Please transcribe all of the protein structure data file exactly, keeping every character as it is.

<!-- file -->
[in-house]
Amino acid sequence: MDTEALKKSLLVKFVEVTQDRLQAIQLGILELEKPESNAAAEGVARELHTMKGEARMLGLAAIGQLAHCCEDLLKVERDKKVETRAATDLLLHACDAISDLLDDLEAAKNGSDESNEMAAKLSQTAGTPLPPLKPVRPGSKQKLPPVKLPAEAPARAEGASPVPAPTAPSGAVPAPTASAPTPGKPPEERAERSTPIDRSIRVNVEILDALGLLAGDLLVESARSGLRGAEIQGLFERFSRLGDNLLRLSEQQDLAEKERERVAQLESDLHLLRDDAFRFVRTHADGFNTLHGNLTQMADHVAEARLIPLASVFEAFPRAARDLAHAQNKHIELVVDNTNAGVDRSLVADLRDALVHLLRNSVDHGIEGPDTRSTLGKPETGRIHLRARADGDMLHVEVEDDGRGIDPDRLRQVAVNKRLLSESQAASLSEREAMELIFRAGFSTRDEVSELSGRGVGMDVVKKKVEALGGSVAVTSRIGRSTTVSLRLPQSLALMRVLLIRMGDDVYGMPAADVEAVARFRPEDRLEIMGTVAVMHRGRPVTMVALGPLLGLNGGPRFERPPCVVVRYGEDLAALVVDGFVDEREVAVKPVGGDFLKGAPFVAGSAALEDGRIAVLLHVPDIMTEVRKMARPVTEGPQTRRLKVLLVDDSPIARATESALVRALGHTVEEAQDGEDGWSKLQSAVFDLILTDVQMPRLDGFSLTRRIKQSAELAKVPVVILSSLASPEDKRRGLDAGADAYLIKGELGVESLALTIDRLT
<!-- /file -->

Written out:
[in-house]
Amino acid sequence: MDTEALKKSLLVKFVEVTQDRLQAIQLGILELEKPESNAAAEGVARELHTMKGEARMLGLAAIGQLAHCCEDLLKVERDKKVETRAATDLLLHACDAISDLLDDLEAAKNGSDESNEMAAKLSQTAGTPLPPLKPVRPGSKQKLPPVKLPAEAPARAEGASPVPAPTAPSGAVPAPTASAPTPGKPPEERAERSTPIDRSIRVNVEILDALGLLAGDLLVESARSGLRGAEIQGLFERFSRLGDNLLRLSEQQDLAEKERERVAQLESDLHLLRDDAFRFVRTHADGFNTLHGNLTQMADHVAEARLIPLASVFEAFPRAARDLAHAQNKHIELVVDNTNAGVDRSLVADLRDALVHLLRNSVDHGIEGPDTRSTLGKPETGRIHLRARADGDMLHVEVEDDGRGIDPDRLRQVAVNKRLLSESQAASLSEREAMELIFRAGFSTRDEVSELSGRGVGMDVVKKKVEALGGSVAVTSRIGRSTTVSLRLPQSLALMRVLLIRMGDDVYGMPAADVEAVARFRPEDRLEIMGTVAVMHRGRPVTMVALGPLLGLNGGPRFERPPCVVVRYGEDLAALVVDGFVDEREVAVKPVGGDFLKGAPFVAGSAALEDGRIAVLLHVPDIMTEVRKMARPVTEGPQTRRLKVLLVDDSPIARATESALVRALGHTVEEAQDGEDGWSKLQSAVFDLILTDVQMPRLDGFSLTRRIKQSAELAKVPVVILSSLASPEDKRRGLDAGADAYLIKGELGVESLALTIDRLT